The Cubs suffered a three-game sweep in Miami to end the month of April, lowering their 2023 record to 14-13. Cody Bellinger continued his recent showing of power by hitting his 7th homerun of the season. Patrick Wisdom homered in the series as well to push his 2023 total to 10. Nico Hoerner has stretched his on-base streak 25 games, having reached base safely in every game except for his 0-4 with no walks on April Fools Day. The Cubs have had a strong showing in offense, starting pitching, and defense. The Pirates, meanwhile, are the surprising frontrunners in the NL Central with a 20-9 record to start the season. The favored Cardinals start May pulling up the rear with a 10-19 record. The 10-17 Nationals will greet the Cubs for their first appearance in D.C. this year. They are down one Juan Soto compared to last season and have presented their fans little cause for excitement this year. The Cubs will have to get past their best young pitcher, however. See below for the matchups such as they stand.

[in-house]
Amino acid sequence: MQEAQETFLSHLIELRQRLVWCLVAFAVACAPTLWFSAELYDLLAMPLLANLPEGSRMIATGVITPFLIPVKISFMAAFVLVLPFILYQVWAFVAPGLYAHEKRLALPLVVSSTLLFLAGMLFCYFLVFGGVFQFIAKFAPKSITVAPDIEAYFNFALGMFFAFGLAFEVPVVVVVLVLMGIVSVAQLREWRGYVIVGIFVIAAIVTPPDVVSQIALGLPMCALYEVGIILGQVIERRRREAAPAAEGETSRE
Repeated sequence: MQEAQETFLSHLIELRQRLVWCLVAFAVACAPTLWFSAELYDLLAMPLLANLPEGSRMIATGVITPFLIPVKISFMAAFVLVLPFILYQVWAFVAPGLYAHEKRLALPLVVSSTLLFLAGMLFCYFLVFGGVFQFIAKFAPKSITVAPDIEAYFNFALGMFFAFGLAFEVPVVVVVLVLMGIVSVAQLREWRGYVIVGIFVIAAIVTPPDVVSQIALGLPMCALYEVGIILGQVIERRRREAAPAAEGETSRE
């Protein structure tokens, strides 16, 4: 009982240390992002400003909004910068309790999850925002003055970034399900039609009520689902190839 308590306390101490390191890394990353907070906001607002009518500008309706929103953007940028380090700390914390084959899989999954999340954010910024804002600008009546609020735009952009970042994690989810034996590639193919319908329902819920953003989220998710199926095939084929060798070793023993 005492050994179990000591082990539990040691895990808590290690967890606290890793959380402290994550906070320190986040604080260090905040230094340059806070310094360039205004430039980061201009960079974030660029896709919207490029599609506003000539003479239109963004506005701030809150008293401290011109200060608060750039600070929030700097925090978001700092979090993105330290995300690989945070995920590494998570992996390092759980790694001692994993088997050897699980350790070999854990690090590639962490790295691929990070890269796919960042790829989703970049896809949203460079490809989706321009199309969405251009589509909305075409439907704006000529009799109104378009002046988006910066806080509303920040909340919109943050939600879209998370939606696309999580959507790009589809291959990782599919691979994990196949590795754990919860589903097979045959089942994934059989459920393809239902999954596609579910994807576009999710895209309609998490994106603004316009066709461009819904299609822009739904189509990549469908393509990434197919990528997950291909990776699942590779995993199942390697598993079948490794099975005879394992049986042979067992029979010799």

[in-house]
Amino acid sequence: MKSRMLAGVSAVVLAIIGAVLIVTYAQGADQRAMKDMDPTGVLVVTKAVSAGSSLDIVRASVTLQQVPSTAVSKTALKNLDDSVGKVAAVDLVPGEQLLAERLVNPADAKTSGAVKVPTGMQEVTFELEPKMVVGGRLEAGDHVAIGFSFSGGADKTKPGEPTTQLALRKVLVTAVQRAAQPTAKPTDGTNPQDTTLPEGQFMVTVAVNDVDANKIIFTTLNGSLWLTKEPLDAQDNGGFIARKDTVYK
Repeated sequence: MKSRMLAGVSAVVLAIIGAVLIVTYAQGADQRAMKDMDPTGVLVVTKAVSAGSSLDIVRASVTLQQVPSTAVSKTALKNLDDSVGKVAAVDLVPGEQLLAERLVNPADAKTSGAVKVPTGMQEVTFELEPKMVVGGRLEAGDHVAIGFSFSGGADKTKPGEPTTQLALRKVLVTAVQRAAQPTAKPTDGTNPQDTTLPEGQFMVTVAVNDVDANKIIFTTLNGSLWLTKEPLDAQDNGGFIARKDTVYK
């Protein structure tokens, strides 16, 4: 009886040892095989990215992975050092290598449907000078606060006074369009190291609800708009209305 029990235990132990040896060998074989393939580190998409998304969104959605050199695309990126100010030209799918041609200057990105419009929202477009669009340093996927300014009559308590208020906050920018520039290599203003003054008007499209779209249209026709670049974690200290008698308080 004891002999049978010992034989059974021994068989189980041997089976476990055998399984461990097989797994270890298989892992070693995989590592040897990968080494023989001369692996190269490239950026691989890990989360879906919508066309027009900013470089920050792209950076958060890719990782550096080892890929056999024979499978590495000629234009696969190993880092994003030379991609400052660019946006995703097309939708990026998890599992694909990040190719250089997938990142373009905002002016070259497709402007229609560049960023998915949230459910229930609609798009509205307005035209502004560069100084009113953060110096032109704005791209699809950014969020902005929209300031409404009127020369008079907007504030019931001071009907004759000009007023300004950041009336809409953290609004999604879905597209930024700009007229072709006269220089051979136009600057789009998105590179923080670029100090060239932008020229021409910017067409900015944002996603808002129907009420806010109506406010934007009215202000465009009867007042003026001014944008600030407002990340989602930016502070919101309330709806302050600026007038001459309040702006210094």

Game 28, Monday, May 1, 6:05 pm central

CHC: LHP Drew Smyly (2-1, 3.21 ERA)

WSH: TBD Mackenzie Gore (3-1, 3.00 ERA)

Remember when Drew Smyly almost pitched a perfect game? That was awesome. You probably don't remember his poor first start, which has been his only poor start of 2023.  While he's likely benefited from good BABIP fortune, his command of the strike zone has been promising thus far.

The Padres selected Gore third overall in the 2017 draft. Command has been an issue for him at times, but his mid to high 90s fastball and solid curve and slider have allowed him to work around some wildness thus far. His last start was his best of the season as he struck out ten while walking only two in six innings pitched.


Game 29, Tuesday, May 2, 6:05 pm central

CHC: RHP Hayden Wesneski (2-1, 5.24 ERA)